The Ashes: Australia are under pressure - Adam Gilchrist

Peter Siddle of Australia celebrates taking a wicket in the second Ashes Test

Third Ashes Test

Venue:
The Waca, Perth
Date:
13-17 December
Start:
01:55 GMT
Coverage:
BBC Radio 5 live sports extra/Radio 4 LW plus live text commentary online

Australia will be the side under pressure in the third Ashes Test, says their former keeper Adam Gilchrist.

The hosts, who lead England 2-0, will clinch the series if they win in Perth.

Australia have struggled in recent years and Gilchrist, 42, says their lack of success could be a factor in the third Test, which starts on Friday.

"Most of this group of players have not been in this scenario in their careers, so there will be a challenge for them to maintain that standard," he said.

England have won the last three Ashes series, taking the most recent meeting between the two sides 3-0 at home this year.

And Gilchrist, considered to be one of the finest wicketkeeper-batsmen in the history of the game, added: "It's a challenge for the Australian team, they are so close. That might be something for England to draw on."

The series, which has seen Australia comprehensively win both the first and second Tests, has featured several instances of sledging between the two sides.

But Gilchrist, who played 96 Tests and featured in Australia's Ashes-winning sides of 2001, 2002-03 and 2006-07, believes the verbal exchanges are a sign of mutual respect.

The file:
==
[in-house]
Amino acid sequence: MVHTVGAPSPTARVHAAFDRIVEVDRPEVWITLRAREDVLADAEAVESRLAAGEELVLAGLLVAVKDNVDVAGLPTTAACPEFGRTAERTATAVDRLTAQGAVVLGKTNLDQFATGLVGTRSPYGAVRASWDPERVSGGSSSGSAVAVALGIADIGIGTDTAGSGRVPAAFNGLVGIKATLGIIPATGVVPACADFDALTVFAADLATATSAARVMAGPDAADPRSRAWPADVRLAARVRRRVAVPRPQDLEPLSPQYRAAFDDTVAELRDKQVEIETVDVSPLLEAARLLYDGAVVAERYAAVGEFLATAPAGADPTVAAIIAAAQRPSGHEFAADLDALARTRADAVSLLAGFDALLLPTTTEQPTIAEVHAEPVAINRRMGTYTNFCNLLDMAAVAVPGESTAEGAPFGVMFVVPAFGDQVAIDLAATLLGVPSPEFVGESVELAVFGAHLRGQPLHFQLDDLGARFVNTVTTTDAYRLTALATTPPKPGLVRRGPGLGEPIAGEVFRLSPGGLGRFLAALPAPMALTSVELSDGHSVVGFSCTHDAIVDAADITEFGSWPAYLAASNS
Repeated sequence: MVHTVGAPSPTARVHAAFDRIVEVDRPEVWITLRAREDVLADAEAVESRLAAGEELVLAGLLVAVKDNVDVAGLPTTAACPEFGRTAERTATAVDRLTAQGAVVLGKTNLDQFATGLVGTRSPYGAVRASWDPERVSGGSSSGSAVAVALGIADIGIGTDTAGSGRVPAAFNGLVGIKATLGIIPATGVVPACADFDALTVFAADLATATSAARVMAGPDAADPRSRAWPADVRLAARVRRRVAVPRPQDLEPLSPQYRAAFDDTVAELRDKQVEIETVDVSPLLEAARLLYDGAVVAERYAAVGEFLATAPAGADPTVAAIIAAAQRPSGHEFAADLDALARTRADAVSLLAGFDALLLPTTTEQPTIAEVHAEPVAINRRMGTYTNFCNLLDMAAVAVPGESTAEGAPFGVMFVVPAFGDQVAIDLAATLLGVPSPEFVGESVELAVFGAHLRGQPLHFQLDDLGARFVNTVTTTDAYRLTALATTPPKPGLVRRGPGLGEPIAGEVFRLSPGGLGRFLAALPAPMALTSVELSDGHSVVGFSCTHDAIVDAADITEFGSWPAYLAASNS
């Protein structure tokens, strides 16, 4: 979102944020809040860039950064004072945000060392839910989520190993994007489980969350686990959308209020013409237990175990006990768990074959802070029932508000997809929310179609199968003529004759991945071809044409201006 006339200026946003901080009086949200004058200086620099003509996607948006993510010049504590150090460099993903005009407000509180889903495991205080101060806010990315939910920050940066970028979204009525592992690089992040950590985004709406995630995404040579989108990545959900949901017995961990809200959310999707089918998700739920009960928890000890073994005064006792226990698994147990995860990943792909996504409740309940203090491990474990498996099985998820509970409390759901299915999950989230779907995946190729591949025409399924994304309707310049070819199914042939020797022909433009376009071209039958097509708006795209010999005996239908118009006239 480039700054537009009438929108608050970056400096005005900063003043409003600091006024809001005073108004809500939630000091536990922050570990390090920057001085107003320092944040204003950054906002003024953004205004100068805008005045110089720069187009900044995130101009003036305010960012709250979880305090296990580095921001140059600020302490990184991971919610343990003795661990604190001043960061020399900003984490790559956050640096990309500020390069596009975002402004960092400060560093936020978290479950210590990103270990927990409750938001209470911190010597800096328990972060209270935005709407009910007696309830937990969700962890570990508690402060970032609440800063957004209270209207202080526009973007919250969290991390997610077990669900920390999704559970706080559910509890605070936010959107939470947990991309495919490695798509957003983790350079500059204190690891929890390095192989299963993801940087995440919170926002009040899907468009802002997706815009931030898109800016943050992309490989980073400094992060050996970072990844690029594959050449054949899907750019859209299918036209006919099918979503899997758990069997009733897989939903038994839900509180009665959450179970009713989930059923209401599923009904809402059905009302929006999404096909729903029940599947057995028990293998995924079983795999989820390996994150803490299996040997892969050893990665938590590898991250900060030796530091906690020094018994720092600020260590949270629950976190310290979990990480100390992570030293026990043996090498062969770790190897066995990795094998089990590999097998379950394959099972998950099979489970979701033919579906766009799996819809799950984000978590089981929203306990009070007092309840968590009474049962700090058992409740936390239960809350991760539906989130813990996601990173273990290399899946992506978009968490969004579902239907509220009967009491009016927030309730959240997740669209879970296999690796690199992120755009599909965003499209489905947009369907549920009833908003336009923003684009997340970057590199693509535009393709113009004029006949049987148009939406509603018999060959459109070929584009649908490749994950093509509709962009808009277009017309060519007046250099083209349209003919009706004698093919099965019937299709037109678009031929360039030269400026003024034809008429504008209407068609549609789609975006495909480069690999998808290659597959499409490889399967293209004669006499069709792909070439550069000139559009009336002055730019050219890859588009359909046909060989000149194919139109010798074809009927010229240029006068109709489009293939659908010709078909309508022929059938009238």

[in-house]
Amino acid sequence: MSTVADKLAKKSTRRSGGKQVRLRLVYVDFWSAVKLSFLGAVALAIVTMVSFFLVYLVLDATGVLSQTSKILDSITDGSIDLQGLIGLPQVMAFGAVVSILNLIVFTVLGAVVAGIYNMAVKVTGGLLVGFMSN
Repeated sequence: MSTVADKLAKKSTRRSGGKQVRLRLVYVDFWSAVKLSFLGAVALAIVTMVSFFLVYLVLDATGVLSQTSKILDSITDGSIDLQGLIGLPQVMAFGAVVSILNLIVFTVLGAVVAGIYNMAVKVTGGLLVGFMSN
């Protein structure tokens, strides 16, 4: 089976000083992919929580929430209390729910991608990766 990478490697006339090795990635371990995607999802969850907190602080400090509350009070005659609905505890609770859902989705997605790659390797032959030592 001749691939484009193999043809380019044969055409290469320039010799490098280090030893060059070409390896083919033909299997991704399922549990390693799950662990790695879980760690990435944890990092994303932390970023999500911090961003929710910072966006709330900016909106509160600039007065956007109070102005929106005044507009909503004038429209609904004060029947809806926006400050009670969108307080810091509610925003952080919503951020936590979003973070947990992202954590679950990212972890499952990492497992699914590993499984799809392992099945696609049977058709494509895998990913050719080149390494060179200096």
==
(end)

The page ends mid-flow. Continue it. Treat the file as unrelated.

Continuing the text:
"I have not seen anything that has been out of line or different to anything historically over the course of Test cricket," said Gilchrist, who scored over 5,000 runs at an average of 47.60 in addition to his 416 Test victims.

"If anything, it is probably a sign of respect. It's because they both feel a threat to each other."

Temperatures in the capital of Western Australia could be in excess of 30C (86F) during the third Test, similar to conditions that Gilchrist felt helped him hit a hundred off 57 deliveries against England in 2006 following centuries from Clarke and Mike Hussey.

"The heat does come into the game here. In 2006 I was the beneficiary of a 40-degree day, and two batsmen prior to me scoring hundreds. By the time I got hold of that England attack, they were pretty cooked, so that comes into it," he said.

"The toss will be important, and it could be mid-to-high 30s during the game, so players will need to be aware of that. It can be difficult, particularly for touring teams who are not used to those conditions."

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